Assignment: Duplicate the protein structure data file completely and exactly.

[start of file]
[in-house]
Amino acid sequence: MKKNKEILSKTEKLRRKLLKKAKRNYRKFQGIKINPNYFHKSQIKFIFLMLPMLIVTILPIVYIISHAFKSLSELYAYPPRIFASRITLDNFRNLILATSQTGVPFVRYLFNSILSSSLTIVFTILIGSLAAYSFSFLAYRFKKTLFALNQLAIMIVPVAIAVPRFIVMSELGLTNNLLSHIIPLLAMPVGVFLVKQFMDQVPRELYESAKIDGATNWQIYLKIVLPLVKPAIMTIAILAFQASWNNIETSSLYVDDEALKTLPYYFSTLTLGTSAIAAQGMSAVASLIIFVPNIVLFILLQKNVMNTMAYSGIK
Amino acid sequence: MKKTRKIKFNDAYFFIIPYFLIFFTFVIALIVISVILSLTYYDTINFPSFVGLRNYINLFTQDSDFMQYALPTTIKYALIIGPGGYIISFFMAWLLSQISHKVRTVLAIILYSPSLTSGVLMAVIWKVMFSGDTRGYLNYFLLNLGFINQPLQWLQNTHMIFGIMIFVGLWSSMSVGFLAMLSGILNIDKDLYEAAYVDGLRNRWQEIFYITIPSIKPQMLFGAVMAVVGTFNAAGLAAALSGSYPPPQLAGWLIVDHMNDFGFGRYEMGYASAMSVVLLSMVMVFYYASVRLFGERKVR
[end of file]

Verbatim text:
[in-house]
Amino acid sequence: MKKNKEILSKTEKLRRKLLKKAKRNYRKFQGIKINPNYFHKSQIKFIFLMLPMLIVTILPIVYIISHAFKSLSELYAYPPRIFASRITLDNFRNLILATSQTGVPFVRYLFNSILSSSLTIVFTILIGSLAAYSFSFLAYRFKKTLFALNQLAIMIVPVAIAVPRFIVMSELGLTNNLLSHIIPLLAMPVGVFLVKQFMDQVPRELYESAKIDGATNWQIYLKIVLPLVKPAIMTIAILAFQASWNNIETSSLYVDDEALKTLPYYFSTLTLGTSAIAAQGMSAVASLIIFVPNIVLFILLQKNVMNTMAYSGIK
Amino acid sequence: MKKTRKIKFNDAYFFIIPYFLIFFTFVIALIVISVILSLTYYDTINFPSFVGLRNYINLFTQDSDFMQYALPTTIKYALIIGPGGYIISFFMAWLLSQISHKVRTVLAIILYSPSLTSGVLMAVIWKVMFSGDTRGYLNYFLLNLGFINQPLQWLQNTHMIFGIMIFVGLWSSMSVGFLAMLSGILNIDKDLYEAAYVDGLRNRWQEIFYITIPSIKPQMLFGAVMAVVGTFNAAGLAAALSGSYPPPQLAGWLIVDHMNDFGFGRYEMGYASAMSVVLLSMVMVFYYASVRLFGERKVR